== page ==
Supporting the Arts in Western Massachusetts and Beyond

August 1, 2008

Arsenic and Old Lace

New Century Theater, Northampton
through August 9, 2008
By Donna Bailey-Thompson

When a play has a convoluted plot propelled by laugh-out-loud dialog delivered by actors who know how to phrase for the desired effects and whose body language is in sync with whatever is transpiring, the audience is treated to a winner. New Century Theatre’s final production of this season, is the indefatigable "Arsenic and Old Lace." May it be revived forever!

What a combination of sounds signaled the audience’s enjoyment: giggles, titters, guffaws, belly laughs, and roars. Director Jack Neary has made sure nothing but first-class entertainment emanates from playwright Joseph Kesselring’s good-natured mayhem.

In 1939 Brooklyn, there lived in a charming Victorian house two maiden sisters of a certain age, whose sweetness was genuine. Their only defect was a misconception about the preferences of unmarried older men who had no family ties. These dear old girls’ lineage includes a flawed DNA belief such men are happier if their lives end – with the help of stoutly poisoned homemade elderberry wine. Their brother’s inheritance of the family affliction is the belief he is President Theodore Roosevelt. Their long-absent nephew, Jonathan, inherited the scariest version of the family’s mental aberrations: psychopathic killer. Their other nephew, Mortimer, a theater critic, who adores his aunts and they him, suffers the slings and arrows of any who are suspicious of theater people. During the space of only a few hours, he is exposed to startling truths: "Insanity runs in my family. In fact, it practically gallops!"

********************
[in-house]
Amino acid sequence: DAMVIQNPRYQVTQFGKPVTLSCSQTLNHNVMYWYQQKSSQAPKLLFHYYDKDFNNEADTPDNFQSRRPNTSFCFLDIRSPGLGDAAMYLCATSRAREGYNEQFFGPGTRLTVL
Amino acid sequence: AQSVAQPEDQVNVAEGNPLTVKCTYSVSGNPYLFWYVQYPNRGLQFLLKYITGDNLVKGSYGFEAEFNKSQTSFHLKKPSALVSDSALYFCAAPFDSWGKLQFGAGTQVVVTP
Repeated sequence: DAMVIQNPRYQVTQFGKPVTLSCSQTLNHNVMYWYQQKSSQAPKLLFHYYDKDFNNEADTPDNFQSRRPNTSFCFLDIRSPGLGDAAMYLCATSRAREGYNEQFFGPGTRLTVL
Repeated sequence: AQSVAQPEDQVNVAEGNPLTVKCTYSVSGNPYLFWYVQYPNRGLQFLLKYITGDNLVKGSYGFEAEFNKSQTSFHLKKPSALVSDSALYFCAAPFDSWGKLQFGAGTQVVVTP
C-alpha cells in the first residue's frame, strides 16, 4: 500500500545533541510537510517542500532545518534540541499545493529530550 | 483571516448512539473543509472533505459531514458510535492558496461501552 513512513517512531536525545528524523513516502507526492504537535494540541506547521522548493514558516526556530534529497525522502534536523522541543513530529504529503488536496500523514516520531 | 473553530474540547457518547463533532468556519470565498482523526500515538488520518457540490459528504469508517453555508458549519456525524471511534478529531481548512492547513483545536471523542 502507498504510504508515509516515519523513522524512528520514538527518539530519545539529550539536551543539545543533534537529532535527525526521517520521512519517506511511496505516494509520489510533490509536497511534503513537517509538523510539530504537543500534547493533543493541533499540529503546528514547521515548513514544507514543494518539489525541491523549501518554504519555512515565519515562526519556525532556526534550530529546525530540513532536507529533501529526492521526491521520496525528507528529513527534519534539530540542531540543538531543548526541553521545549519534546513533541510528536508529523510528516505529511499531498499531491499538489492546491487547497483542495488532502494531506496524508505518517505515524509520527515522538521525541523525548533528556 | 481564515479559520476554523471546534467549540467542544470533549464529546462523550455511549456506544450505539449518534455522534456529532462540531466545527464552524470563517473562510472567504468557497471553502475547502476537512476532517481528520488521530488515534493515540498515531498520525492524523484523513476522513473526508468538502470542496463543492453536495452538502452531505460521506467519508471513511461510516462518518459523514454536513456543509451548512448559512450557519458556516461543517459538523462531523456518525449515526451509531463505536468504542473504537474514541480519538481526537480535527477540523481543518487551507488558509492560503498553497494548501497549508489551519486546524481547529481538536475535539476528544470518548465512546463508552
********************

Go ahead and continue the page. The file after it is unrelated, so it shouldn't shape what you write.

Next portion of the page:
The casting is perfect. The spinsters, Margery Shaw’s Abby Brewster and Carol Lambert as Martha Brewster, are superb at fluttering or standing firm. Van Farrier is Teddy who frequently charges up the staircase (a stand-in for San Juan Hill) and disturbs neighbors with his bugle blasts. Phil Kilbourne’s Jonathan is mean as a snake and his sidekick, Dr. Einstein, played by Steve Brady, flashes a look of surprised comprehension that delights. Mortimer (David Mason) is urbane, befuddled, and in love with spunky Elaine (Sandra Blaney) who bears a strong resemblance to Priscilla Lane who played Elaine in the 1944 film version.

Arsenic and Old Lace is the antidote, at least for a few hours, to whatever may be driving you nuts.